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Countdown to 100$ oil (12) - Al-Qaeda, oil and Asian financial centers

by Jerome a Paris Sun Aug 28th, 2005 at 11:08:48 AM EST

This diary is actually more about terrorism than about oil, as it is based on an interview in the Financial Times with one of the top authorities worldwide on terrorism, Juge Jean-Louis Bruguière, the investigative judge in charge of the special anti-terrorism team in France's Ministry of Justice. (See his strong credentials below)

We forget that the al-Qaeda organization is sharpening its strategy, more than just focusing on so-called soft targets it is looking to hit economic and financial centers. They have understood that oil is a great tool to increase anxiety and produce a damaging economic effect.

Bruguière also makes the warning that Al-Qaeda is preparing an attack on an Asian city and explains why French legal tradition has made it easier to fight terrorism within the law. More below.


Al-Qaeda `preparing to attack' Asian city (FT, 26 August) (1)
'Le sheriff' warns on globalisation of terrorism (FT, 26 August) (2)
Interview transcript: Jean-Louis Bruguière (FT, 26 August) (3)

Bruguière's (and France's) credentials

As I have explained in several diaries, France has a unique experience in dealing with terrorism that all US specialists acknowledge, having built its anti-terrorism expertise over the past 20 years when it was not yet a hot topic in the USA - but it was for us, after 3 waves of bombs in the metro:

Contrary to what many Americans concluded during Washington's dispute with Paris in the lead-up to the invasion of Iraq, France is the exception to general European complacency. Well before September 11, France had deployed the most robust counterterrorism regime of any Western country.

See also these diaries:

US's best weapon against terrorism: France (how the French anti-terrorism team was built)
Ten Years Ago (the story of the last major wave of bomb attacks, in 1995)
The War on Terror is lost - the French were right (Bushco switching back to law enforcement and requesting France's help)

The threat to Asia

from (1)

Al-Qaeda is preparing an attack on a big financial centre in Asia, such as Tokyo, Sydney or Singapore, to undermine investor confidence in the region, France's top terrorist investigator warned yesterday.

Jean-Louis Bruguière told the Financial Times yesterday [that would be Thursday] that several Asian countries were less prepared than the US or Europe for such an attack.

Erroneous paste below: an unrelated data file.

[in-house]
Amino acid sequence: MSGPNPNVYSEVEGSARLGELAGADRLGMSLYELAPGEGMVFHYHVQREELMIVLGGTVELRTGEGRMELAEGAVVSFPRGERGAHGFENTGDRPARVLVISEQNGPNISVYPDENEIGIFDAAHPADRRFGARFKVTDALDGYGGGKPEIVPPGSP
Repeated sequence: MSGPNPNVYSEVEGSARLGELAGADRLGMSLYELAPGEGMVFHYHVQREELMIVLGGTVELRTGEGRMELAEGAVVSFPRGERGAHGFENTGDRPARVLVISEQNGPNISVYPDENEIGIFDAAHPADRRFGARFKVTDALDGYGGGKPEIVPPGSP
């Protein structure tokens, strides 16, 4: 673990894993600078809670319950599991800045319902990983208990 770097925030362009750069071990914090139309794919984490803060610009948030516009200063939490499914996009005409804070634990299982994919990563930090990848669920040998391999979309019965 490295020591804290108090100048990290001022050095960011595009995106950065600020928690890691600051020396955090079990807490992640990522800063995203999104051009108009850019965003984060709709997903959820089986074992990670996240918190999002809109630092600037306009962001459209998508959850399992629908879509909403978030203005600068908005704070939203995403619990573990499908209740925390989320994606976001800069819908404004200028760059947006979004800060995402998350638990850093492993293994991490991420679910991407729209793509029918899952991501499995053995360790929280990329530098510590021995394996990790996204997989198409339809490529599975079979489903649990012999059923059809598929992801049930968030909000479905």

"We are somewhat neglecting the capacity or desire of the al-Qaeda organisation to destabilise the south-east Asia region," said the respected judge, who has orchestrated the arrests of hundreds of terrorist suspects in the past 20 years.

"We have several elements of information that make us think that countries in this region, especially Japan, could have been targeted," said Mr Bruguière.

The globalisation of terrorism

from (2)

FT: What is your reaction to the July 7 bombings in London?

J-L B: Unfortunately I am not very surprised, because since the Madrid attacks there has been a strong upsurge in terms of the threat to Europe.

The incontestable catalyst of this upsurge is Iraq. Since 2003 we have seen an increase in propaganda and recruitment by al-Qaeda organizations using the Iraq problem as an extremely powerful lever to justify the amplification of the jihad and the identification of Europe as a core target, which was less of a case beforehand, for tactical and strategic reasons.

The Iraqi crisis, even before the US invasion, had a real effect on the level of threat for Europe and in France, in particular.

One of the principal effects has been in terms of recruitment, both with the swing of fundamentalists into radicalism, among the second or third generation of North African immigrants even non-Islamic individuals who have been seduced by the propaganda of al-Qaeda.

There has been a noticeable rise in recruits and converts to Islamism. Such a rise has been observed across Europe, it is not just a French phenomenon. In addition, we have seen recently that people are hardening their discourse and their commitment.


FT: Where do you see the next terrorist threats coming from?

J-L B: Contrary to what has always been thought, the Chechen fighters are totally linked to al-Qaeda. We have found proof of operational links between high ranking members of al-Qaeda, and the Caucuses. This region was playing an important role of training for jihadists and still represents a serious risk in the development of non-conventional weapons. There is a serious danger of a northern arc of crisis from the Caucuses, passing by Azerbaijan, to central Asia, and leading on to the Pakistan-Afghanistan region.